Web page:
Bath Room DIY Tips 'n Tricks

The Sophisticated Black Door

November 7, 2014
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Interior doors are often forgotten when decorating a home and typically left white, but no one can deny that a black door adds an element of style and sophistication. In my own home, the inside of my front door is black, the inside of my back door is black, and now the entire bathroom door is black. The plan is to do the same for all of the doors in the house once I replace the hollow core doors with solid, 6-panel doors.

Take a look at these beautiful options when considering painting your doors black. Click on the photo to view the source.

 

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These bedroom doors are a matte black.

 

These doors are standard doors you can purchase from a hardware store. See how the black, semi-gloss paint and hardware set them off as so sophisticated.

These doors are standard doors you can purchase from a hardware store. Look at how the black, semi-gloss paint and hardware set them off as sophisticated.

 

Doors with mullions are like picture frames. The black sets off the "picture" of the outdoors.

Doors with mullions are like picture frames. The black sets off the “picture” of the outdoors.

 

Imagine this room with white doors. Can you see how these black doors boost the style and sophistication factor of the space?

Imagine this room with white doors. Can you see how these black doors boost the style and sophistication factor of the space?

 

I appreciate black doors any way they come (matte, satin, semi-gloss, gloss), but I painted my first black door with Glidden Trim & Door paint in “high gloss” so I’m going to use a high gloss finish throughout the rest of the house for consistency. Glidden Trim & Door paint is a gel paint with a self-leveling (meaning no brush marks) and no drip formula. If you are going “high gloss” this paint works pretty well.

This paint can be used for raw wood, steel and aluminum, galvanized metal, vinyl or PVC. I won’t explain the prep for each of those surfaces as I’ve only had experience with my metal front and back door and my raw wood interior door.

I purchased a 6-panel solid core door from a salvage yard a few months ago for this bathroom project. The door wasn’t in perfect shape, but I knew the dark paint would help cover the imperfections. I started by cleaning the door thoroughly with a damp cloth to get all the grime off, then what little varnish was left on the door, I lightly sanded and wiped down with a damp cloth again. Let dry thoroughly.

 

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Yes, all that dirt on my cloth is from the door! Ick.

Next, I filled in all the scratches and chips with wood filler.

 

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Let the wood filler dry completely before sanding. Once sanded, you are ready to paint! Always, always make sure you paint with a high quality brush. My absolute favorite is a Purdy XL-Dale 2″ angle brush. When applying the Glidden Trim & Door paint, glob it on THICK then smooth it out with your paint brush. Be sure that on your first coat to cover the entire surface so that no tiny part of the door shows through. I made the mistake of missing little specs here and there, and when I went back the next day to paint over those spots I quickly realized that that small new layer of paint wasn’t going to blend with the rest of the door. It almost looked like a “patch” of paint placed over the spot since this gel formula is very thick. I’ll admit I left it that way and am hoping no one but myself notices. I would have had to put a whole other layer of paint on the door just to cover up these tiny specks.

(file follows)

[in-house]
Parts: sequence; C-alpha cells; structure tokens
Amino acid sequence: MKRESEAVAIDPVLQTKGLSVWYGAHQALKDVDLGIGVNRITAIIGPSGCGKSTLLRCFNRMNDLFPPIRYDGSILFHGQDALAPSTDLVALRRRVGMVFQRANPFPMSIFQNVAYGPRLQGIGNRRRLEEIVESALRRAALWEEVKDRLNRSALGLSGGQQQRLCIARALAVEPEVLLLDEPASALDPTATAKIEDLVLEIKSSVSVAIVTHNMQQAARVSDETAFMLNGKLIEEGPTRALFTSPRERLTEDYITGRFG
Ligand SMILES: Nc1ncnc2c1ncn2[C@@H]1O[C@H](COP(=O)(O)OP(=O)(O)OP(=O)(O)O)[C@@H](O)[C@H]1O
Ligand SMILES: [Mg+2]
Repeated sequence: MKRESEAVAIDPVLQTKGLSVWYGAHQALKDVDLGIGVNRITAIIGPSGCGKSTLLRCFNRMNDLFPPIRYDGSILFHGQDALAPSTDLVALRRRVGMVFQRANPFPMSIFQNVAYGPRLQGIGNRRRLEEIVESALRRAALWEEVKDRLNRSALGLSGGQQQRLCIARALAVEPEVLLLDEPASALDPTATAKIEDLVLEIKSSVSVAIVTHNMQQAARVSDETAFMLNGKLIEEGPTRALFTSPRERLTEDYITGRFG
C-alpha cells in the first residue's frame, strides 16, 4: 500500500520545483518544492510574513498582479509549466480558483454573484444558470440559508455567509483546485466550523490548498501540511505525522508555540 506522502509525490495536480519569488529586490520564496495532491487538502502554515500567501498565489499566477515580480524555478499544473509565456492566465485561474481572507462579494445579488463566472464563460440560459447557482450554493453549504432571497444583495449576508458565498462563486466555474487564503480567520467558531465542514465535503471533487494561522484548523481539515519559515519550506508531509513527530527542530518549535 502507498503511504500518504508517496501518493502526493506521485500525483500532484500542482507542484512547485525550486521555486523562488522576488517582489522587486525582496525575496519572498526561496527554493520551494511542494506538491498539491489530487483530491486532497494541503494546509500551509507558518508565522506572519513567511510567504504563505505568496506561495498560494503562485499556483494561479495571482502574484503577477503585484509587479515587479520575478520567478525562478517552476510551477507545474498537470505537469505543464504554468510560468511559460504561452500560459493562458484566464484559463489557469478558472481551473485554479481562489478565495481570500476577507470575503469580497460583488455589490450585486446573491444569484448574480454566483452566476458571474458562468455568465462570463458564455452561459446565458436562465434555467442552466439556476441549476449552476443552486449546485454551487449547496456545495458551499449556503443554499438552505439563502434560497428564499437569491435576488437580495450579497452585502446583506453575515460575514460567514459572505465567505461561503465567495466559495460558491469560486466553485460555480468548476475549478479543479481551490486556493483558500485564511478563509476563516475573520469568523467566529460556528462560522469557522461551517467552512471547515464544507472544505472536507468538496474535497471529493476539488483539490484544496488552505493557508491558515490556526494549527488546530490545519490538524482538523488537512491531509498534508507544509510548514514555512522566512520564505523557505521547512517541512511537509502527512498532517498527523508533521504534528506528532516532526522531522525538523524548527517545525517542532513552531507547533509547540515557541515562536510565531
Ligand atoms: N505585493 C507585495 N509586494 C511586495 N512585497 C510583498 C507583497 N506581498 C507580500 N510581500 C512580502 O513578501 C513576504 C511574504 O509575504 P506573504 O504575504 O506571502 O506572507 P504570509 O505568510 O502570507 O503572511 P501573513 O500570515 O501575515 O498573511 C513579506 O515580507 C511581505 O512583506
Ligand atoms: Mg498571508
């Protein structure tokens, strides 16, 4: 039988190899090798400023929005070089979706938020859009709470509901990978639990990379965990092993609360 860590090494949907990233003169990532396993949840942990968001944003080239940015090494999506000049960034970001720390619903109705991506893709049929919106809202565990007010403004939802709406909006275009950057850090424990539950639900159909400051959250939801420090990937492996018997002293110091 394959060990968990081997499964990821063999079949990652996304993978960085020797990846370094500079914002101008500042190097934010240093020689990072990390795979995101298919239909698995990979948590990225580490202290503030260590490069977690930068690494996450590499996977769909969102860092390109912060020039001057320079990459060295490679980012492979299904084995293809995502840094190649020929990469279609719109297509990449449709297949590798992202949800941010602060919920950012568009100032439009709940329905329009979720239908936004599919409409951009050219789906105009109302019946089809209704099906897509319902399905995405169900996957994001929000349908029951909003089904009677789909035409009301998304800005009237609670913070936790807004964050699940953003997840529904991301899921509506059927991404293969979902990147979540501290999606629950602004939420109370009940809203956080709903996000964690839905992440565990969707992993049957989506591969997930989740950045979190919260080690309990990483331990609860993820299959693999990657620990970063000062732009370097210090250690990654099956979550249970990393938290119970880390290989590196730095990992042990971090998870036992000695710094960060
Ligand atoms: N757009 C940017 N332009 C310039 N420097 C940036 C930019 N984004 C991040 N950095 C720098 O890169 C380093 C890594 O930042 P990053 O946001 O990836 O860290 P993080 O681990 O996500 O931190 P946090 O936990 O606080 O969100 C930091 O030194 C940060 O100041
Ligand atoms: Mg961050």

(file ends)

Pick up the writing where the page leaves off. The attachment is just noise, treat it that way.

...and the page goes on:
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A basic tip with all paint, but especially Glidden Trim & Door paint, is to brush with the grain of the wood.You can see in the picture above and below where the paint starts and stops. Had I painted the center horizontal piece of wood all the way to the edge of the door, it would instantly look “off.” Our brain and eye subconsciously know how a panel door should look and where the pieces/panels start and stop. This goes for metal doors that don’t have wood panels as well. MAKE up the panels when painting these doors.

 

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With any door that has raised panels or shaker panels the panels should be painted first like in the photo above. It’s much easier to mess up the paint you’ve already made perfectly smooth on the rest of the door if you choose to paint the inside panels second.

I will agree that the Glidden Trim & Door paint is “no-drip,” but as for no brush strokes and self-leveling, I’m not entirely convinced. I can see the subtle “ripples” of my strokes on each door I’ve painted, but not enough to bother me or make them look bad. However, that’s all the more reason to follow the technique of painting with the grain and stopping at the edge of each wood panel piece that makes up the whole door. See my bathroom door below for example.

 

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I’m satisfied with the product and will continue to use it throughout the house. With greater experience comes greater knowledge, so as I continue to use this product and more tips come to mind, I’ll be sure to update you!

Whatever method you use to paint your doors, go for the black door. . . you won’t regret the instant sophistication added to your space! What is your door color preference? Would you ever consider painting your doors black?

Happy weekend, Folks!

 

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This is not a paid endorsement. All opinions are 100% my own.

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